As a beauty editor, I have had more than my share of treatments (cry me a river, I know). Among these appointments, the following bummers have occurred: A massage therapist fell asleep; a facialist’s phone vibrated with multiple text alerts (which she flat-out denied receiving); a male massage therapist’s hands went where they should not have; and a manicurist who cut a huge gash in my big toe staunchly denied that her clippers had caused the growing pool of blood. To some of these, I have protested; others not, because, frankly, who wants to get riled up when they’re in a robe and slippers? I just want to get the eff out of that place and cross it off my list.

All this is to say, let us give thanks to the wonderful spa treatment where often the minor but thoughtful touches are what elevate a good treatment to pure, memorable magic.

Take the The Dewberry Charleston in Charleston, South Carolina, where I was treated to a double bill of a 29 by Lydia Mondavi facial and massage at their spa. Hidden away from the bustle of the hotel’s lively lobby, the spa is on its quiet second floor, with a vibe that’s heavy on the hygge, with modern touches. Inside one of its cedar-paneled treatment rooms, my therapist Nancy draped my robe over my shoulders at the end. Nice touch, but no big deal, right? Except the robe was warm, thanks to the warming drawer it had been placed in. So genius.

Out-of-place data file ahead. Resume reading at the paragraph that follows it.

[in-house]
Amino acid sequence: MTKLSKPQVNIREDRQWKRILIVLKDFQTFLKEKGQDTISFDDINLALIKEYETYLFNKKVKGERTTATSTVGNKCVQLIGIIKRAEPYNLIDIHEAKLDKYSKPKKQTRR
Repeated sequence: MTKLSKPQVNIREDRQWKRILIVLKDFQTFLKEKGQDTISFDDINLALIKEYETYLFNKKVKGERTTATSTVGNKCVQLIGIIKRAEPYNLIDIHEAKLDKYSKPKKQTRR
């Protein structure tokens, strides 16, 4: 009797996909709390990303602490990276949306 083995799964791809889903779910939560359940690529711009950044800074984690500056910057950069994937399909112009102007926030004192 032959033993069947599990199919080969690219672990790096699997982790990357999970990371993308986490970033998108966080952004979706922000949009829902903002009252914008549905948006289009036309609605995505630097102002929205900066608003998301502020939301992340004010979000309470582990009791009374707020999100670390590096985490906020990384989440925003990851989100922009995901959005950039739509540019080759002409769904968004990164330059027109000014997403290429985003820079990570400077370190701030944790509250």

Speaking of heat, at Aire Ancient Bath’s new Chicago location, all of their exfoliating experiences are performed on heated marble tables, which makes me question why any table on which a bare body is sloughed and rinsed would not be heated. I also happen to love that Aire’s massages take place among the cavernous bathing pools, but in glass cubes that are curtained off for privacy. The echoing sounds of the lapping water that surround you during a treatment beats any Enya soundtrack, in my book.

When touches like these are not part of the procedure, they’re just wasted opportunities. If an eye pillow isn’t placed once I’m face-up in my massage, I furrow my brow. Ditto for the lights not being dimmed enough. If my facial doesn’t end with a comforting ear massage the way Kristina Holey, CAP’s Cara Peloso, and Rescue Spa’s Diane Yerkes do, I practically guffaw in disbelief. And those “high-tech” spa tables that raise to a 45-degree angle to alert you that the treatment is over? No, thank you. Does anyone really need an ejector button at the end of a treatment?

I can still remember the way London skin guru Eve Lom once held my head in her hands for more than five minutes until she felt me finally relax, and that scalp massage Marcia Kilgore gave me back in the nineties pre Bliss. You remember these elements, which is why you go back. Because you know you’re going to leave with that zen buzz.

When the spa visit is not in the near future, try these zen-inducing products.

Part of the series:

Jane Says